with their partner, and collaborated with their or discuss with their partner
participated in class partner, and participated in and their participation in
discussion. Student was class discussion adequately. class discussion was
actively listening. Student was listening. minimal. Student was not
Students worked together Student had worked with Students’ participation was
with their partner to finish the their partner adequately to minimal; therefore their
in-class work. If it was not finish in class assignment. classwork was below
Completion completed with a partner, There was discussion, but satisfactory.
they asked questions and moments of silence.
participated in class to finish
Student responded well to Student showed an Student showed minimal
the inquiry-based lesson. adequate understanding of understanding of arithmetic
Their participation led to arithmetic and geometric and geometric sequences.
Grasp of Concept their understanding of sequences. They were unable to discuss
arithmetic and geometric They were able to answer or answer questions.
sequences. They accurately questions, but unable to Because they let their
answered questions and explain reasoning. Student partner do the talking in the
were able to explain their identified that sequences are collaboration. Student was
reasoning to me. Student like functions. unable to identify that
was able to identify that arithmetic sequences are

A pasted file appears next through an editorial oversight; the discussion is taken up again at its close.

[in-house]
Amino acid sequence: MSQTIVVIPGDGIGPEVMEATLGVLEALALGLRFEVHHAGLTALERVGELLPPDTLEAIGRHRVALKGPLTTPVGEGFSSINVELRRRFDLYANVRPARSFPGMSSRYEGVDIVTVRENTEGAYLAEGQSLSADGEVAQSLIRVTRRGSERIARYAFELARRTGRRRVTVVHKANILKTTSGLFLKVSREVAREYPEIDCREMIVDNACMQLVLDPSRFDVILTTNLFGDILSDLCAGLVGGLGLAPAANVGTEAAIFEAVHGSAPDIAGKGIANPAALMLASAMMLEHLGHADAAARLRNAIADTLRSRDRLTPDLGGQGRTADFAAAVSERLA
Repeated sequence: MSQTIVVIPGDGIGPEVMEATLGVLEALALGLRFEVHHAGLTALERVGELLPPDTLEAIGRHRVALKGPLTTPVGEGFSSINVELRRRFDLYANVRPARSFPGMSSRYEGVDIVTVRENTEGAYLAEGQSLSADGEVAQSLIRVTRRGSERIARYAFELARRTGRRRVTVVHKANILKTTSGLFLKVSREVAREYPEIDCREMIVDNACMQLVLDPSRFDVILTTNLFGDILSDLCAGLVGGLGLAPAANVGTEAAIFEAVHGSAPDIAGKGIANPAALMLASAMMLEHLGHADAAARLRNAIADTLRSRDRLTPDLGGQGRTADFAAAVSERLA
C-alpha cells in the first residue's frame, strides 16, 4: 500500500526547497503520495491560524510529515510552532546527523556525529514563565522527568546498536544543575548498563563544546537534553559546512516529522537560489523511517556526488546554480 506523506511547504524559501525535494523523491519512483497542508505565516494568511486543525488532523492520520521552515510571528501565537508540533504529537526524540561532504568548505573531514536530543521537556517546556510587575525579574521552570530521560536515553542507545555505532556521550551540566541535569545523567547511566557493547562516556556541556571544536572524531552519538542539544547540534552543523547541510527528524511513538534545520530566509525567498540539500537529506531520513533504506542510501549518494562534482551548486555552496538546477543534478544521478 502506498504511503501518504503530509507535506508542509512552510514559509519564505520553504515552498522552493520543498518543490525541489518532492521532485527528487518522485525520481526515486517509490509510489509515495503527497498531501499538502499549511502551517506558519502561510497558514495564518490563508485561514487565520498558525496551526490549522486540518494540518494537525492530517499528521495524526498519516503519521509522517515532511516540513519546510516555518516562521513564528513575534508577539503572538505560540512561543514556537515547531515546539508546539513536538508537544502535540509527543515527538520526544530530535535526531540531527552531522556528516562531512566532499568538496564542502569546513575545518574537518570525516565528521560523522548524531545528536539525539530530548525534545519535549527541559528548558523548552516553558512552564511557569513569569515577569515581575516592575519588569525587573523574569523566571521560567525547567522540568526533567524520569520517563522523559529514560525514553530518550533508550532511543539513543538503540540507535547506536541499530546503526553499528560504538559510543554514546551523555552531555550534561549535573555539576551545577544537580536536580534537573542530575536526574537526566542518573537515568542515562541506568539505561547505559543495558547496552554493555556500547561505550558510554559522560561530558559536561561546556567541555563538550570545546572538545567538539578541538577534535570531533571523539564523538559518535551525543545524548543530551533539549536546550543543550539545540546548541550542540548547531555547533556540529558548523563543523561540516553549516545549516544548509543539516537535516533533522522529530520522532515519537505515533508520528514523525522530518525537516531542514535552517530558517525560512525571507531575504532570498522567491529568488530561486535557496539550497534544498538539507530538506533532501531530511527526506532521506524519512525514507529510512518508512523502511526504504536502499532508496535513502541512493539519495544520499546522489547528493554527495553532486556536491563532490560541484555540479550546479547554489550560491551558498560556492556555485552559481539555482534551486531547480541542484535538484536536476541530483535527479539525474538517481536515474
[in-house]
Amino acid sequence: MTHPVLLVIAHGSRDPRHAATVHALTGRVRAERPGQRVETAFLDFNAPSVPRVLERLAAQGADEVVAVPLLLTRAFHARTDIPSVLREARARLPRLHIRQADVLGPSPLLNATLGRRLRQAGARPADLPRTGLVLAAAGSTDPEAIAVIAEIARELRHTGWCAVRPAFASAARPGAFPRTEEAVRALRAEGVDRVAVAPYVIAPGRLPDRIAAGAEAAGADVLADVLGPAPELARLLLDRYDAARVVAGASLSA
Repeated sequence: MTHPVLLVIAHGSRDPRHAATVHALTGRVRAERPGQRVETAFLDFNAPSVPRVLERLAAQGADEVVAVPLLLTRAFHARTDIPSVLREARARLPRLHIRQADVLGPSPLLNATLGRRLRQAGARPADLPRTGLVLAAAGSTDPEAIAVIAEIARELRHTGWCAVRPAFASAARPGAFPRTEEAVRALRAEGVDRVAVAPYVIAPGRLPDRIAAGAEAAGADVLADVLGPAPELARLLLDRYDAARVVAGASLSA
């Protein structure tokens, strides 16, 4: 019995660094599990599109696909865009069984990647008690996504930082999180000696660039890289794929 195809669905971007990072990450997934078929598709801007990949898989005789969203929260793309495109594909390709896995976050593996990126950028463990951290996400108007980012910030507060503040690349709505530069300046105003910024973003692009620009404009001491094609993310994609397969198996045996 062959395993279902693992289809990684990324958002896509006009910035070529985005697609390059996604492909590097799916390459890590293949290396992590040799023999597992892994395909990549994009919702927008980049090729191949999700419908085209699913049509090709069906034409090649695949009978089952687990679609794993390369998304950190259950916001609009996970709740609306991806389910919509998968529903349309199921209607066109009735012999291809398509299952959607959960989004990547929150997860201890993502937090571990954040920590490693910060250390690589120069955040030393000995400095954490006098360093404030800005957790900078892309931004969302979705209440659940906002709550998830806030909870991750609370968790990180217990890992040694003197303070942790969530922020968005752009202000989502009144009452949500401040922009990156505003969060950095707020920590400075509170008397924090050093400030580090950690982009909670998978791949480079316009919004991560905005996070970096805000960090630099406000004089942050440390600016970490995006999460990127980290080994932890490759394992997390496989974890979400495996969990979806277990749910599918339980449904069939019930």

arithmetic sequences are linear functions and
linear functions and geometric sequences are
geometric sequences are exponential functions.
exponential functions.

d. How do you plan to involve all students in self-assessment and reflection on their learning goals and progress? (TPE5.3)
I plan to incorporate my students in self-assessment through the exit ticket. The students will be asked to identify and explain on a 3x5 notecard
the learning activity that helped them understand arithmetic and geometric sequences. The students will have to first, reflect upon what they
personally learned during the lesson, and then, what helped them learn it best. The students will have to assess how much they truly know about
arithmetic and geometric sequences. They will be assessing their own degree of understanding. This will help them decide if they need further
explanation of any aspect of arithmetic and geometric sequences. This exit ticket addressed the learning objective, and gave the students an
opportunity to reflect upon the lesson to determine if they were able to reach the objective. Another way that I plan to include my students in self-
assessment is during our in-class discussions. In order to effectively check for all students’ understanding, I have notecards with every students’
name that I use to ensure that I call on every student. My goal is to go through my stack of notecards every lesson. This method gives all of my